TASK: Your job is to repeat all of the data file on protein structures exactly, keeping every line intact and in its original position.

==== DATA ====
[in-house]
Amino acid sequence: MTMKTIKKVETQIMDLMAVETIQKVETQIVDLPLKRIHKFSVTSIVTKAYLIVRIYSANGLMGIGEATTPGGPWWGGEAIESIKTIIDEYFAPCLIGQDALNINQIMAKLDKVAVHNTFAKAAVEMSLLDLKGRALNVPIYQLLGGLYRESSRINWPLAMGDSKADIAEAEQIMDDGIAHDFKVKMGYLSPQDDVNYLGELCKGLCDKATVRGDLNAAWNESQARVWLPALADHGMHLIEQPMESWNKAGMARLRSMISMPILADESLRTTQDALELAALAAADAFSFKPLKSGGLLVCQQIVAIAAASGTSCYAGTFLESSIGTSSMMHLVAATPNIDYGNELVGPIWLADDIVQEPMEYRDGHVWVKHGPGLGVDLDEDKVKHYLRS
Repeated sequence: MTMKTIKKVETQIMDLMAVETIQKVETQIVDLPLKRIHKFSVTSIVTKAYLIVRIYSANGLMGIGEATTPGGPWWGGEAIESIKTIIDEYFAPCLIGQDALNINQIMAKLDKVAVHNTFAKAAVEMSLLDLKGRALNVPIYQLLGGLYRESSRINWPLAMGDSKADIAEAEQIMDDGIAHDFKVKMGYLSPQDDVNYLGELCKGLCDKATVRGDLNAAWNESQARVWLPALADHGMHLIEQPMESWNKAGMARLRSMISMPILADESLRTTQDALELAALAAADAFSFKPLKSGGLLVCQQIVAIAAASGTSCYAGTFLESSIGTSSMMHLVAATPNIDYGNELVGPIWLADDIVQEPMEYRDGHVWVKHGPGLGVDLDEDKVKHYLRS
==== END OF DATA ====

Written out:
[in-house]
Amino acid sequence: MTMKTIKKVETQIMDLMAVETIQKVETQIVDLPLKRIHKFSVTSIVTKAYLIVRIYSANGLMGIGEATTPGGPWWGGEAIESIKTIIDEYFAPCLIGQDALNINQIMAKLDKVAVHNTFAKAAVEMSLLDLKGRALNVPIYQLLGGLYRESSRINWPLAMGDSKADIAEAEQIMDDGIAHDFKVKMGYLSPQDDVNYLGELCKGLCDKATVRGDLNAAWNESQARVWLPALADHGMHLIEQPMESWNKAGMARLRSMISMPILADESLRTTQDALELAALAAADAFSFKPLKSGGLLVCQQIVAIAAASGTSCYAGTFLESSIGTSSMMHLVAATPNIDYGNELVGPIWLADDIVQEPMEYRDGHVWVKHGPGLGVDLDEDKVKHYLRS
Repeated sequence: MTMKTIKKVETQIMDLMAVETIQKVETQIVDLPLKRIHKFSVTSIVTKAYLIVRIYSANGLMGIGEATTPGGPWWGGEAIESIKTIIDEYFAPCLIGQDALNINQIMAKLDKVAVHNTFAKAAVEMSLLDLKGRALNVPIYQLLGGLYRESSRINWPLAMGDSKADIAEAEQIMDDGIAHDFKVKMGYLSPQDDVNYLGELCKGLCDKATVRGDLNAAWNESQARVWLPALADHGMHLIEQPMESWNKAGMARLRSMISMPILADESLRTTQDALELAALAAADAFSFKPLKSGGLLVCQQIVAIAAASGTSCYAGTFLESSIGTSSMMHLVAATPNIDYGNELVGPIWLADDIVQEPMEYRDGHVWVKHGPGLGVDLDEDKVKHYLRS